There's no reason why we can't do both intraplanetary and interplanetary Internet -- iust our own will stops us. But really, I like there being some places on earth where you have no access. I also like the idea of being able to see a live feed of Mars from Martian orbit.
I am indeed a huge supporter of advancing science. I believe the Internet to be the greatest invention of the past century, but it is too important to leave future advancement to a handful of companies that have no real commercial interest in making it faster or more widely available to people living in remote areas.
Ben Franklin, in all his wisdon, recognised the importance of universal Mail Delivery service and set it up in the new world over two centuries ago. It is so robust and reliable we still have it today. We should follow that inspiration for the Internet.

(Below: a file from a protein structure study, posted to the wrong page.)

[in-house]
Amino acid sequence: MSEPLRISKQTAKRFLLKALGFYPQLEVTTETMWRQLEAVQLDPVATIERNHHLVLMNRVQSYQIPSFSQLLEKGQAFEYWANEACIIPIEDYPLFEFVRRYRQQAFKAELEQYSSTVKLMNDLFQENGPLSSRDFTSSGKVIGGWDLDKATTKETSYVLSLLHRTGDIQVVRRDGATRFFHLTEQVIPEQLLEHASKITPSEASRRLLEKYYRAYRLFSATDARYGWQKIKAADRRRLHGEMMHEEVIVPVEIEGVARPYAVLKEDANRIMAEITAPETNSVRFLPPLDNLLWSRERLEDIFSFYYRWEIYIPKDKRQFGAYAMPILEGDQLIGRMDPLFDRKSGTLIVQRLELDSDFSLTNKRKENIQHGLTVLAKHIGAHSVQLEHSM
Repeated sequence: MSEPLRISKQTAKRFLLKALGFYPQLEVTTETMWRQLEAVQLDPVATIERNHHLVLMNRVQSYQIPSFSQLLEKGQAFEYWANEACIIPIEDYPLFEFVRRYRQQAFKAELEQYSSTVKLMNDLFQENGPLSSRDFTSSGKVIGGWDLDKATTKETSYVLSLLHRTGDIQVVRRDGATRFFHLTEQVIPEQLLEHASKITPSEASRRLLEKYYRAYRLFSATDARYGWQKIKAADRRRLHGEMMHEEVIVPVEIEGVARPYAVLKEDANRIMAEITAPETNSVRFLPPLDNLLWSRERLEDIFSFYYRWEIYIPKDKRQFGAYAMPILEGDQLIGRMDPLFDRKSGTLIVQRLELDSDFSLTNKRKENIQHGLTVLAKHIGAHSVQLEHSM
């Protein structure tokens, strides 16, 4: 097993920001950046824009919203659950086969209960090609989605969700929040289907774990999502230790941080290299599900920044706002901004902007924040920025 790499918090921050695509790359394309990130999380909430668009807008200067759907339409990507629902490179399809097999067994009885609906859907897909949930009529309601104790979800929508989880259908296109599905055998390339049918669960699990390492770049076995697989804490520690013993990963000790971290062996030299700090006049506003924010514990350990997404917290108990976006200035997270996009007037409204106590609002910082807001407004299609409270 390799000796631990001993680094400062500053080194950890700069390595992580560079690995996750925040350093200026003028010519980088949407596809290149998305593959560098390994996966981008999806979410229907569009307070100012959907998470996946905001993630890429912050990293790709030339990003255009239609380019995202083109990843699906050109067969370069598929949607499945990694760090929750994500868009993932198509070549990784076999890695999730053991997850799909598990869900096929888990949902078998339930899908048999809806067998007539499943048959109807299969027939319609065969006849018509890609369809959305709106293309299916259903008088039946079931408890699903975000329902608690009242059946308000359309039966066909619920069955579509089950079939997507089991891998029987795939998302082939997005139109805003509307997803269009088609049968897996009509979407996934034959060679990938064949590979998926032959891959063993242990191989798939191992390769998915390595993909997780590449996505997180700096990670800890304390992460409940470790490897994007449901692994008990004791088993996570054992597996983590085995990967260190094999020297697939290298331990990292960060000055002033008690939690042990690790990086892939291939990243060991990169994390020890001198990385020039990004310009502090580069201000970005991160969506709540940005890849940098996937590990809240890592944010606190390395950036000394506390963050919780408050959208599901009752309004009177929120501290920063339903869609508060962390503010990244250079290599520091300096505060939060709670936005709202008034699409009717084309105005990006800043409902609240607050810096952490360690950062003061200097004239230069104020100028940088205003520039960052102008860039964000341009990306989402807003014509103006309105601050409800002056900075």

I think a "Moon Landing" type effort to find solution to a universal 1 GB/sec broadband internet available anywhere in the world will be the biggest boost to the world economy.
I am just saying we should get the best minds on this now, especially since there appears to be funds to do it, and leave the Interplanetery Internet for another day.
Not just that, Junko. Cavemen didn't find a cure for the common cold before changing their living arrangements.
I would think that satellites in geosynchronous orbit could be used to relay the laser comms down to earth, as RF, to solve the "clouds happen" problem. I think it would be cool to start establishing a set of extra-terrestrial Internet subnets. This shows why wasting IPv6 address space, as many people seem to do sans souci, may not be such a visionary policy.
What are the engineering and design challenges in creating successful IoT devices? These devices are usually small, resource-constrained electronics designed to sense, collect, send, and/or interpret data. Some of the devices need to be smart enough to act upon data in real time, 24/7. Specifically the guests will discuss sensors, security, and lessons from IoT deployments.